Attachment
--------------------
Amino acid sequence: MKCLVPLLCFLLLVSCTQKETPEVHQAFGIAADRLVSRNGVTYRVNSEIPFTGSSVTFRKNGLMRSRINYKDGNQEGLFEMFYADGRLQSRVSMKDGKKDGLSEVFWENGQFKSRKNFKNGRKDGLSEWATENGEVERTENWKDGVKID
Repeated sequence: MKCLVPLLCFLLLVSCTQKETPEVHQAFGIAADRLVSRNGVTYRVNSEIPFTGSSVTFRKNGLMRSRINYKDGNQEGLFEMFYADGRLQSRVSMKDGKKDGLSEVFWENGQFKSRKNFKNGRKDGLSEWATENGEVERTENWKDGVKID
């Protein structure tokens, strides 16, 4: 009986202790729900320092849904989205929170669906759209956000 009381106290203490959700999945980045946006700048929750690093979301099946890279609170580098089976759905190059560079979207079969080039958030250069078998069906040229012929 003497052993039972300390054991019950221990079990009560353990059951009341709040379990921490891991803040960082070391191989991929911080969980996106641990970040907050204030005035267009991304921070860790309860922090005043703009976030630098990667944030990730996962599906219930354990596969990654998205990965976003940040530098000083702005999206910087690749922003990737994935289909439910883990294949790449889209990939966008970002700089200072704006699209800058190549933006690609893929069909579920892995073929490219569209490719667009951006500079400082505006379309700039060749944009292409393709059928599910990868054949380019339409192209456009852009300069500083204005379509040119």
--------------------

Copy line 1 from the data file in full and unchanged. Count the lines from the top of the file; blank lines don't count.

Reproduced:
Amino acid sequence: MKCLVPLLCFLLLVSCTQKETPEVHQAFGIAADRLVSRNGVTYRVNSEIPFTGSSVTFRKNGLMRSRINYKDGNQEGLFEMFYADGRLQSRVSMKDGKKDGLSEVFWENGQFKSRKNFKNGRKDGLSEWATENGEVERTENWKDGVKID